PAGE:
It’s easy to get caught up in the noise around big-name releases. Particularly at this time of the year, when release season is in full swing, and every week has multiple AAA titles to choose from. Earlier this week, I went to an indie event that was a refreshing change of pace, amid the madness of trying to blitz through big-name games like Middle-earth: Shadow of War, The Evil Within 2, and South Park: The Fractured But Whole.
Devolver Digital and Good Shepherd Entertainment had some vastly different titles to show off in its range of upcoming titles. There was hands-on with Devolver titles, including action-RPG The Swords of Ditto, Tinder-with-immediate-consequences Reigns: Her Majesty, action-packed infinite runner and Serious Sam spin-off I Hate Running Backwards, and Enter the Gungeon on Switch. Plus, there was a hands-off guided walkthrough of Good Shepherd's Cold War-era turn-based strategy game Phantom Doctrine with CreativeForge Games’ Blazej Krakowiak.
I’d already played I Hate Running Backwards at Gamescom, and had fun with it there, so I didn’t take it for another spin. To read more about that, check out this wrap-up here. For everything else, read on.
The Swords of Ditto
This game feels like the kind of cutesy action-RPG title that you could play for a quick quest, or lose hours playing. I played it in local co-op, and had a blast, particularly when we figured out that you could pick up and throw the other player. The better part is if you throw the other player into an enemy, it deals damage (to the enemy, thankfully, not to the friend you just lobbed). Later in the demo, we discovered we could switch out our ranged bow for a golf club (or any number of secondary items), and we started playing tennis with enemies by smashing them back and forth between each other. There wasn’t a whole lot of time to experience the depth of the RPG elements, but the co-op action was enough to make me want to play more. Daniel Wilks also dug it.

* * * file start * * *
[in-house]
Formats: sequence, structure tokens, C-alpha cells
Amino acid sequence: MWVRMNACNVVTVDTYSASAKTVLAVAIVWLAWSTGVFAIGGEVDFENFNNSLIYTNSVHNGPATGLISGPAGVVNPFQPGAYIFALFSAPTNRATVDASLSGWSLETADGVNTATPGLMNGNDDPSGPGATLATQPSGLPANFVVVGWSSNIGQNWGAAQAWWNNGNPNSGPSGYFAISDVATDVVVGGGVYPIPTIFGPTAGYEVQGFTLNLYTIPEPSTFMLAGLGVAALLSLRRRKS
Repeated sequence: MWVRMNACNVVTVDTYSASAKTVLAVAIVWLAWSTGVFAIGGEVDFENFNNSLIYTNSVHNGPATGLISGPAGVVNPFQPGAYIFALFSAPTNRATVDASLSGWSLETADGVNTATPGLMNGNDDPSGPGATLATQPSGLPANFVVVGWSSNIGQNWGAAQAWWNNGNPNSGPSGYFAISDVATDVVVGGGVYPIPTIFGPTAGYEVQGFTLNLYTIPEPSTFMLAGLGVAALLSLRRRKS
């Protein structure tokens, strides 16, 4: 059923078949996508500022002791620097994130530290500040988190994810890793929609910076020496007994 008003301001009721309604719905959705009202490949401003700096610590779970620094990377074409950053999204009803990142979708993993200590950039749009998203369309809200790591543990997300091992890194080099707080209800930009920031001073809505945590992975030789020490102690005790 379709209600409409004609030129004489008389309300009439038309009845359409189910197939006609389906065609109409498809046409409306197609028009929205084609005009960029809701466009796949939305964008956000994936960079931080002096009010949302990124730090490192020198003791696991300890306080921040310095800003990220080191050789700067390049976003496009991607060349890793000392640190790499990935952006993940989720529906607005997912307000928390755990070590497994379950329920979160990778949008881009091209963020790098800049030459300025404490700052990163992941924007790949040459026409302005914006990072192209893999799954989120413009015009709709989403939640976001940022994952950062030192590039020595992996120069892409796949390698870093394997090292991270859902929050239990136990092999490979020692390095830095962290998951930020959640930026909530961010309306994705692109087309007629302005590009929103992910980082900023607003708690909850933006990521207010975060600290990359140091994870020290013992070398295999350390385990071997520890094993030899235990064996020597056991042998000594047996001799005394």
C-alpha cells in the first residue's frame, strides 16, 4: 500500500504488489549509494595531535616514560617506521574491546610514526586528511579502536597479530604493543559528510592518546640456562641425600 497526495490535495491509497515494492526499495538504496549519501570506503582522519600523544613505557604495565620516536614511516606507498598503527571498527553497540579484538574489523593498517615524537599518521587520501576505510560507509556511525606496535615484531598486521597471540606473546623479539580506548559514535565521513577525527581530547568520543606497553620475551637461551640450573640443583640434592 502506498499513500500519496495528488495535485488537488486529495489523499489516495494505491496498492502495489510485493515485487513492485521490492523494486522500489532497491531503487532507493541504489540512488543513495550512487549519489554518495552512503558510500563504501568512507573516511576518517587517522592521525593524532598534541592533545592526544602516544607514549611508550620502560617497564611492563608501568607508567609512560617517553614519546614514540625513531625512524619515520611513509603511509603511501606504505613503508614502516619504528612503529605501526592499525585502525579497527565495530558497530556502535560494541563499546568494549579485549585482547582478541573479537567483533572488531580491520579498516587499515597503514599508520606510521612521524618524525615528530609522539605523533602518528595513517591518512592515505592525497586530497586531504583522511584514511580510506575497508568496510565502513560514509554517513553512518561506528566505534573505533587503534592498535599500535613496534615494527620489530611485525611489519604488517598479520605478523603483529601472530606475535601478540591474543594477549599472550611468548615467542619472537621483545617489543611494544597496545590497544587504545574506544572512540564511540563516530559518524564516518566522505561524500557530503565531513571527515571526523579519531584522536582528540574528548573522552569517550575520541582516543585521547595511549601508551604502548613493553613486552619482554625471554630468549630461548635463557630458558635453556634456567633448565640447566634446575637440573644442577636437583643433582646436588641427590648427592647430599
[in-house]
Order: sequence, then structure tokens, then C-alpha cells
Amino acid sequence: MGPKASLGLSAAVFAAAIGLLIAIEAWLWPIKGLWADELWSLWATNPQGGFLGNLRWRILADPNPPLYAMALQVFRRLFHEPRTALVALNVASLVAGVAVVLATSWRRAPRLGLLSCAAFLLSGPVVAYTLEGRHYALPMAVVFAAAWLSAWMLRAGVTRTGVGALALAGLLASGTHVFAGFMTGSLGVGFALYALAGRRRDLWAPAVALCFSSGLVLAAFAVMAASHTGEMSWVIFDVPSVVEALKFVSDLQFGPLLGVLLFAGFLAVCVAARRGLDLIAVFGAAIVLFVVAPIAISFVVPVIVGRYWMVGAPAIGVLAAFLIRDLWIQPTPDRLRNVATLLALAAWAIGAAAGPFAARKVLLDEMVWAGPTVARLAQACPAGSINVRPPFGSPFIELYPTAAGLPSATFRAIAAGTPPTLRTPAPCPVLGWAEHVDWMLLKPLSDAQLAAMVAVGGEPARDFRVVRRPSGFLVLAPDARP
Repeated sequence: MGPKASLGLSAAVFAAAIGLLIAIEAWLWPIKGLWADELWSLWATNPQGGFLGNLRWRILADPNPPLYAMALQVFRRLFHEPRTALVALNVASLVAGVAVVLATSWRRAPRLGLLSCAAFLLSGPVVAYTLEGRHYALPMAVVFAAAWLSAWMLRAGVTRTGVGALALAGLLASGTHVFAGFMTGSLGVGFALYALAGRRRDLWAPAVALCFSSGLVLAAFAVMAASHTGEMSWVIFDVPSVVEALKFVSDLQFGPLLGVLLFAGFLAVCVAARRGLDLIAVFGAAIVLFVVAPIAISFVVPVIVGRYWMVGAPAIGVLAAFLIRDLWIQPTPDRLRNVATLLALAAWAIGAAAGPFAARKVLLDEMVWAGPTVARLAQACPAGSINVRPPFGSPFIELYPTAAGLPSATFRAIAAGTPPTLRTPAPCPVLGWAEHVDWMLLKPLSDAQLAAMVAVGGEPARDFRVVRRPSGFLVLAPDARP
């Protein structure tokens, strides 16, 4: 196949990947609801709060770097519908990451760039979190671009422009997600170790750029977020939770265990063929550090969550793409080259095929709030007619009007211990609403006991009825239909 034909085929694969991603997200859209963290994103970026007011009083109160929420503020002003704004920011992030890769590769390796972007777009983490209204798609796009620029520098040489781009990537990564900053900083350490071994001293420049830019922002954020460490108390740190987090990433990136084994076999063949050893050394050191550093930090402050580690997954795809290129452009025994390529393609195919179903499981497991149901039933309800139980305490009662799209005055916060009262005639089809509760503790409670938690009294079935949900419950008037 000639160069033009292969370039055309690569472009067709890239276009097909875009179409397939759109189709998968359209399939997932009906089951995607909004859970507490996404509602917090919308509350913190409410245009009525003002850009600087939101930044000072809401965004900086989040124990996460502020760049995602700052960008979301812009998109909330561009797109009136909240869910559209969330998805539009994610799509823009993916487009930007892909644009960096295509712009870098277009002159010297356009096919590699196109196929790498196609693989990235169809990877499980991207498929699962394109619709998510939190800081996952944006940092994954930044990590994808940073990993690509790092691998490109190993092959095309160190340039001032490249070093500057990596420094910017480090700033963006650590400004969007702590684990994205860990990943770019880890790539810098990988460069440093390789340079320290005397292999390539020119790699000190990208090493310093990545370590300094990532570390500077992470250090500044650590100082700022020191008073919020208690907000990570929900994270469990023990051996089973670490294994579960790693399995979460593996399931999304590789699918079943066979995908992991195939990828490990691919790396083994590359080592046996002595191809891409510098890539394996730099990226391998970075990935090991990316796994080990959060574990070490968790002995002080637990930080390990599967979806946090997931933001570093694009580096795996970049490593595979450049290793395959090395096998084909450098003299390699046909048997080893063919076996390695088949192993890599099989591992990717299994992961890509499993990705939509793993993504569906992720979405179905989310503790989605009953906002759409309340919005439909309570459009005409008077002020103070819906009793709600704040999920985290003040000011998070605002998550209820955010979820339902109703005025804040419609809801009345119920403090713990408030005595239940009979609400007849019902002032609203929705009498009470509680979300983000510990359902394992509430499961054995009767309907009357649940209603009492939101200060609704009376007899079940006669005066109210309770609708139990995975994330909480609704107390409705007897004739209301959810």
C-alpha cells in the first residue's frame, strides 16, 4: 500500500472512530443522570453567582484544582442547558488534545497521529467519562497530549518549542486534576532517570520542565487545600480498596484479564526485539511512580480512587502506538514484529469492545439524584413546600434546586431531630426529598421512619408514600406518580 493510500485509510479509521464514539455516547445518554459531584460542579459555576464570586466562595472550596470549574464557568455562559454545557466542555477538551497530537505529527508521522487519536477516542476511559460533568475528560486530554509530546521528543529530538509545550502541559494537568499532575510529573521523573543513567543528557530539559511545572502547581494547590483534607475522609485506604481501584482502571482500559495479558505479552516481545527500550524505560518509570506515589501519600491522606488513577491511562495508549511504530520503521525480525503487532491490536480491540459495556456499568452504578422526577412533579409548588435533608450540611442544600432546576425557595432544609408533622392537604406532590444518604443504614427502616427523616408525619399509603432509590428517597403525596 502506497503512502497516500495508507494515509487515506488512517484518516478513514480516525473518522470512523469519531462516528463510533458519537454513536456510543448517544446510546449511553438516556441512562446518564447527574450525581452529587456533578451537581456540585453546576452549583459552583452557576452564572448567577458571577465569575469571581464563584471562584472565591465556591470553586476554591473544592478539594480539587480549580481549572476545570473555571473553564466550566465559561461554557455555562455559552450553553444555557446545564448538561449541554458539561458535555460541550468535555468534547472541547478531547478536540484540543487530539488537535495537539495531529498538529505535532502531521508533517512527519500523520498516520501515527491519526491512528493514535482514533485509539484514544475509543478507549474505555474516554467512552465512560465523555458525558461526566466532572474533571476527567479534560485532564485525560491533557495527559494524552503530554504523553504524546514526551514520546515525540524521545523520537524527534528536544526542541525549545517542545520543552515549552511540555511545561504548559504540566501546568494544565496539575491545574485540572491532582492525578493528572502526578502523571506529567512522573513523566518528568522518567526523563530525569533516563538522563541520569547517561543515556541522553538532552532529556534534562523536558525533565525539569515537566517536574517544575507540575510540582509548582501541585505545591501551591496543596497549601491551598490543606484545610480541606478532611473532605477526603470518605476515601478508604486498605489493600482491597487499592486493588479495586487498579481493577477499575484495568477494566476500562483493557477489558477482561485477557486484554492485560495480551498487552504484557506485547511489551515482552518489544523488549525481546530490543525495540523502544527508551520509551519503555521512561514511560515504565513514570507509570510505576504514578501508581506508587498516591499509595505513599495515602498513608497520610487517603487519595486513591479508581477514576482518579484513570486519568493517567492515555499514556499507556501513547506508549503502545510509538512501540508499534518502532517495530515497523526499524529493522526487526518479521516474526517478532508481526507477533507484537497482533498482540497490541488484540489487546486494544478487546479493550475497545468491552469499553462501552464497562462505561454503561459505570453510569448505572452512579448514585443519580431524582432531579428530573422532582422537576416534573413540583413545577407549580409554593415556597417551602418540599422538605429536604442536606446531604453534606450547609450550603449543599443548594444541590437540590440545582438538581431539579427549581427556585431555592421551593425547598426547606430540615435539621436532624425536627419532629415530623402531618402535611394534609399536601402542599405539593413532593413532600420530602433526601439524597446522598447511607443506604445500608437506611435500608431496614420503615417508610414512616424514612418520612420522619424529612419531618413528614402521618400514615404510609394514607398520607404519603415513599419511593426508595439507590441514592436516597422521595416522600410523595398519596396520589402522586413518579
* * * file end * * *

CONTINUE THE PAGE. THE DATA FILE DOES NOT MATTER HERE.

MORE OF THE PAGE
Reigns: Her Majesty
I’d never heard of the original title, Reigns, but I have heard that the simple-concept game is incredibly addictive. I was playing the sequel, Her Majesty, on iPad, but it’s also coming to PC. On tablet (or touchscreen) you swipe left or right to make decisions based on the various requests of people asking for you to make a ruling. You’re a queen, you see, but every decision has the potential to impact at least one of four categories: church, army, gold reserves, and peasants. The thing is, while you can hold the swipe before committing to it to see which of those four things it will impact, you can’t see whether it will positively or negatively impact them. And you have to stop each category from being completely filled or exhausted: both seem to result in death. As far as I could tell from my preview, it’s the same as Reigns, but Her Majesty has you playing as a matriarch instead of a patriarch, and you have an inventory for storing useful items.
Enter the Gungeon
I’m actually really bummed I missed out on playing this on PC, because it’s a tonne of fun on Switch. Outside of the odd frame drop in more hectic moments, which I was assured wouldn’t be in the final release, it played at the right kind of pace: namely, insanely fast. It also plays really well as a twin-stick shooter, which means if you own a Switch and don’t want to spend the $90 it seems to cost for big-name releases (hell, or re-releases), this looks like one to grab. Especially if you, like me, missed out on it for the PC release. Co-op is great, too.
I’ve finally shunned my old attitudes and have started getting into turn-based games lately. I particularly enjoyed Mario + Rabbids: Kingdom Battle on Switch, and I’ve used that enjoyment as motivation to start playing XCOM: Enemy Unknown. From the half-hour guided walkthrough I saw of Phantom Doctrine, it looks like I’ll be sinking some hours into this one, too. This alt-history Cold War game makes some interesting changes to the usual turn-based formula. For starters, you have three movement options that can be used before or after a single attack move. There’s also a neat breaching mechanic that plays out for multiple characters in the same move, and you can place off-map assets like a sniper or spotter to open up additional options. I particularly like how weapon accuracy is one of two numbers (which you can see before taking a shot), and isn’t dictated by a dice roll, the logic being that specialists aren’t trained in missing point-blank shots. That’s just the in-map stuff, too. There’s a wealth of content happening at home base or on the meta map, with the promise of a 30-hour or more campaign.